At a basic level, the shooting of dinosaurs and lobsters is pretty easy to understand and enjoy. Each character has multiple weapon configurations which are selected before playing and then within those are separate fire-modes which the player will learn to use in different circumstances. The difference between a tight beam that slows the character down and a fast-moving spread-shot being obvious (with this being flipped between the two characters). The player is also equipped with a number of bombs which, rather helpfully, neutralise enemy bullets as well as dealing damage. This is a game which intends to overwhelm the player with bullets to dodge and the bombs start as a ‘get out of jail free card’ deployed in panic, but players soon learn to save them for specific occasions (often in boss fights) in order to get through the game.
The game is a port of an arcade game, but with updated balancing and bug fixes (hence 'ver. 1.5') and, in the normal display mode, features fabulously chunky sprites that at once look both antiquated and beautiful. Seeing sprites like this in a game in 2009 is glorious eye-candy. For players that have become used to the intricately detailed and bombastic worlds of 3D games, the simple pleasure of seeing these distinctly Japanese sprites is a pure joy. The game also features an Xbox 360 version that has dramatically sharper visuals that still retain the art design and look of the game but clean up the rough edges of the sprites. The updated graphics are only part of this package, though. One worry with a port or update is that it could be a rush job, a simple conversion just stuck out cheaply and quickly. Nothing could be further from the truth here, though. The game features the most comprehensive display options that allow players to tweak the game to look as close to arcade as possible on their TV, and even change the frame delay to match the arcade or even simply change the background image around the edge of the screen. Cave knows its audience and has truly catered for them with a port of the highest quality.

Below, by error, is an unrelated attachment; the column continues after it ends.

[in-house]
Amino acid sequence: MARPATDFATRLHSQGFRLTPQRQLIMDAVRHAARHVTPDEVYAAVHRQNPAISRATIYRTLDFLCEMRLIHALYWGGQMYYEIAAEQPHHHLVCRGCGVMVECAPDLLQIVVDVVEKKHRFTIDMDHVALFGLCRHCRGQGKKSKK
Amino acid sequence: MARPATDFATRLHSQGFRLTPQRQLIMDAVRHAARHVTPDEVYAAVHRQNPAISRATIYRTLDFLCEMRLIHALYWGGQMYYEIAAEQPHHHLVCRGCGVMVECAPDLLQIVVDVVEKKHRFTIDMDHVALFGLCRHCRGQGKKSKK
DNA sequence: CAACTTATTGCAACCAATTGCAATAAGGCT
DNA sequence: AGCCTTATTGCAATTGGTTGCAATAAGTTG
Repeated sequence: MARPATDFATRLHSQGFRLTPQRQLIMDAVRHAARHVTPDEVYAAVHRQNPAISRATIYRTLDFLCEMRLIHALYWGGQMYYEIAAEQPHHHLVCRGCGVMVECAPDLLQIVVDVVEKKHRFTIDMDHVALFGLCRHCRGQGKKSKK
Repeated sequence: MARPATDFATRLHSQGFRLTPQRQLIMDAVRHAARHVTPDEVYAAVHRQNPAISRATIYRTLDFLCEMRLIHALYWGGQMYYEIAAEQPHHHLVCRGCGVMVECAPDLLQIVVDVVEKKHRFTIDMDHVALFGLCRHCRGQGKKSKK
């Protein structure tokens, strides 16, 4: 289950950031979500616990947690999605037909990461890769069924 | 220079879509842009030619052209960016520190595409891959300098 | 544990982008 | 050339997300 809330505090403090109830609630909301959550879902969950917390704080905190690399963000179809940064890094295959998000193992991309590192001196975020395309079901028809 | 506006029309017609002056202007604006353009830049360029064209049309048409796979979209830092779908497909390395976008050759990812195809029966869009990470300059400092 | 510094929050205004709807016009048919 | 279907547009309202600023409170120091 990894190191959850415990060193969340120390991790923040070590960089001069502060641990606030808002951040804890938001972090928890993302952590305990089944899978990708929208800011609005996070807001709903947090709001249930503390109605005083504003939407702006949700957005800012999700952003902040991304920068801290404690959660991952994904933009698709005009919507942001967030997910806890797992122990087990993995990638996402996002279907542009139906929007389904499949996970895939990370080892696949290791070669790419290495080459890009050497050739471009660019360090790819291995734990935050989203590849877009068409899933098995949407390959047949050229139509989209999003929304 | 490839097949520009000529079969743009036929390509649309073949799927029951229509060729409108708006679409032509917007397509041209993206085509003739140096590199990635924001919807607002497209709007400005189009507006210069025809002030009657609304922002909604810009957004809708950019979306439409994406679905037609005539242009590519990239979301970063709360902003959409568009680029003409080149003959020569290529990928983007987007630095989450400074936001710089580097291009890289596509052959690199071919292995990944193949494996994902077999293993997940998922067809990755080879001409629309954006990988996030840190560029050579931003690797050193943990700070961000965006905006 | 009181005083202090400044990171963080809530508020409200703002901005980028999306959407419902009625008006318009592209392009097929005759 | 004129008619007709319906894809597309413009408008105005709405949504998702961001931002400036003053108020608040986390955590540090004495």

The scoring system of a game can make or break it, and Mushihime-sama’s is regarded as one of the best around. Each mode except Ultra (Original, Maniac, Arrange) has its own distinct scoring system that uses gems, shot types and multipliers to change up how the player earns points. In all modes the enemies drop gems when killed and the player needs to collect these for points. In Original mode the player will be switching between different shot-types to maximise the size of gems dropped. The score counter will be either green or blue, with the hundreds digit in the score being between 0-4 when it is green and 5-9 when it is blue. When the counter is green, the player needs to use the spreadshot and when it is blue they need to use the lasershot. Killing an enemy with the correct shot will cause them to drop large gems, which significantly increase the score counter.
On top of this is Arrange mode, in which the player controls both characters at once. The player can switch between them on the fly and the second character will either slow down bullets or reflect them back, depending on the shot currently being used. Using these will raise and lower a counter respectively and when both counters hit 9999 using a laser will unleash Fever mode, increasing the player’s power and causing large gems to be dropped from reflected shots.
At first these systems are daunting and overwhelming but with time and practice the player can start digging into and exploring these systems, once the matter of just surviving has been mastered. Newcomers are helped by Arrange mode and Novice automatically deploying bombs should they be hit and expert players looking for increasingly granular tips and strategies can download saved replays from the leader board to see how the highest ranked players are working their magic.
A review by Oli Clarke Smith